Benazir Bhutto: Four Diary Entries

Entry 1
December 27
th 2007

Benazir Bhutto. Assasinated.

Was it just the other day I was watching news snippets of BB speaking in Larkana and addressing herself as ‘aap kee behen’ to the Larkana folk and me jesting that aap kee behen needs new glasses (because I do need new glasses, and have always been fascinated by the veritable goggles Benazir always wore: in her last speech though, the goggles were replaced by glasses which suited her face– and I wonder, what happens to those glasses, and I feel sadder and sicker.)

Its seems unbelievable. Benazir. Dead.

I feel sick with sadness, and loss, and for her kids. How does one sit down with one’s children and say ‘beta, this field that I’m in, it could get me assassinated.” How does a child, no matter what family legacy dictates, reconcile with the fact that, as much as their parent loves them, they continued in this potentially life threatening field. With anguish at their parent being something other than simply Mom or Dad? Or pride at their parent’s convictions? Or a bit of both?

-this is not how politicians should die. in Pakistan. anywhere.

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Entry 2

December 29th 2007

Daughter of the East: Benazir Bhutto 1953-2007

Two time serving ex-Prime Minister of Pakistan, Benazir Bhutto was assassinated on 27th December, 2007 in Pakistan. To my immigrant eyes Benazir Bhutto was an opportunity to be proud of my birth country for she was a female leader, and that too of a Muslim country and often, despite her unremarkable terms in office, I was able to say to skeptics in the US that of course Americans are ready to elect a female leader, Pakistan has already done so.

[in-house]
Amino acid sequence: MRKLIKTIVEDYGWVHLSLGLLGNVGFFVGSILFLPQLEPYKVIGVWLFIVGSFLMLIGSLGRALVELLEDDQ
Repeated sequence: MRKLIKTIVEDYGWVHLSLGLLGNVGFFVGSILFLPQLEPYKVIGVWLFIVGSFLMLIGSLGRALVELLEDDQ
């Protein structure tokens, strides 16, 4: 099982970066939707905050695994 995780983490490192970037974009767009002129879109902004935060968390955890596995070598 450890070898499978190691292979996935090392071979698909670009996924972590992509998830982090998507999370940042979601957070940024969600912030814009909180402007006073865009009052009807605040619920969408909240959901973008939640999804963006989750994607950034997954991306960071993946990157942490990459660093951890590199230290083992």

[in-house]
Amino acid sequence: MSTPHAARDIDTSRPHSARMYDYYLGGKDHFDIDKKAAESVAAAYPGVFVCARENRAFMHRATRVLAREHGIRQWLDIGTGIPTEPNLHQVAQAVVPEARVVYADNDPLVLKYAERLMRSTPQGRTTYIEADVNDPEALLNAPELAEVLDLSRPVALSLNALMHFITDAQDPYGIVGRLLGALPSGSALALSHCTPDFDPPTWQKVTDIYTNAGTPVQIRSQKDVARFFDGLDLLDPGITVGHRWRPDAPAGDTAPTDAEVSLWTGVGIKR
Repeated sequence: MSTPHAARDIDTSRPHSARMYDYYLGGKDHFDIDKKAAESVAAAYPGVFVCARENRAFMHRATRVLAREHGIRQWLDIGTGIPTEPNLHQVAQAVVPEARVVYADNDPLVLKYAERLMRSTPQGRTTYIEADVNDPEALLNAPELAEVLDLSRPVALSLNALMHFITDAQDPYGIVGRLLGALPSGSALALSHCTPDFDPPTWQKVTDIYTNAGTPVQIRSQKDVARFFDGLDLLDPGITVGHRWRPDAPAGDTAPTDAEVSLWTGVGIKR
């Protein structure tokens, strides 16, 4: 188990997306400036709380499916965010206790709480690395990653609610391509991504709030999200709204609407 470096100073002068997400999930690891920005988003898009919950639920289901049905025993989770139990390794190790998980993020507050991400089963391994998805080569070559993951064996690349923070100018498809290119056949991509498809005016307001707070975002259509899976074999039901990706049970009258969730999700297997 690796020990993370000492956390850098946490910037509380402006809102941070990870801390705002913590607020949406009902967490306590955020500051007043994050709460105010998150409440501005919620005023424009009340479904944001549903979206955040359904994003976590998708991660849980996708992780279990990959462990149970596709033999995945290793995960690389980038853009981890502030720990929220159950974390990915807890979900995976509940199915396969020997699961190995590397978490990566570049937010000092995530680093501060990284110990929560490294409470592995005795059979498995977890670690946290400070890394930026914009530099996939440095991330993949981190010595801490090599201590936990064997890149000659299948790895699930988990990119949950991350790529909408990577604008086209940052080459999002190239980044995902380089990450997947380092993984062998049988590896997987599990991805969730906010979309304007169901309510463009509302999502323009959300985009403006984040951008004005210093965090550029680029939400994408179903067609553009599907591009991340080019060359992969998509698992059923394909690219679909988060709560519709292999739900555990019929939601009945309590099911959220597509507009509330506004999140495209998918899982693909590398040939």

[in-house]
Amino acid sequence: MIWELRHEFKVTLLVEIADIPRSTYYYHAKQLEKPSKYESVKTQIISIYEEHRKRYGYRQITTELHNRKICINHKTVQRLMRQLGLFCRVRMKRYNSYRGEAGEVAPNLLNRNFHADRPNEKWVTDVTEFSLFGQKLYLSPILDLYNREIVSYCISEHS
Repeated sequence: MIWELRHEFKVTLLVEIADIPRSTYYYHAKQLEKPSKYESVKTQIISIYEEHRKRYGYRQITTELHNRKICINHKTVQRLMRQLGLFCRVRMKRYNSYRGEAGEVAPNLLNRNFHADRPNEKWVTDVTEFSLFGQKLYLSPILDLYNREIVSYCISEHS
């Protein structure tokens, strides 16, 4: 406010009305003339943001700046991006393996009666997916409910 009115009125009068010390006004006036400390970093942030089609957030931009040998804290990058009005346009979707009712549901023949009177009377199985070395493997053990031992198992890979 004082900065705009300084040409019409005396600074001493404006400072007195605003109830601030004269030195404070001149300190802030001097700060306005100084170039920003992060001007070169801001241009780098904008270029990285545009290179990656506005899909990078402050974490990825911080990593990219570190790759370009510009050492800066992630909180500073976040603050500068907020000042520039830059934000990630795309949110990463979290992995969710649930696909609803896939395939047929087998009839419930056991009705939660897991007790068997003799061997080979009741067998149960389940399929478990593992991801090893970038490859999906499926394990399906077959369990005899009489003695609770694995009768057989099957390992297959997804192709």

While it is a valid claim that the Bhutto surname gave Benazir a political leg up, it is also true that she was bold and brave in her own right for she stood– the lone woman– in rooms often packed with men only, the lone woman at a dais speaking to crowds of men only, a woman talking of matters predominantly associated with the male domain, and so challenged the stereotypes of ‘what women anywhere can do’, as well what a Muslim woman is capable of and, additionally, the stereotype of Muslim societies being naturally misogynistic.

Politically Benazir ‘grew me up’. When she first stood for elections, I would have voted for her purely because she was a woman but, by the time I was old enough to vote, her terms in office had taught me to vote, not for gender, but for the best candidate. In her 1988 memoir Daughter of the East, a young Benazir talks of coming of age both as a woman and politically: growing up a Bhutto, living through her father’s hanging by General Zia, her own years incarcerated in solitary confinement under General Zia’s rule.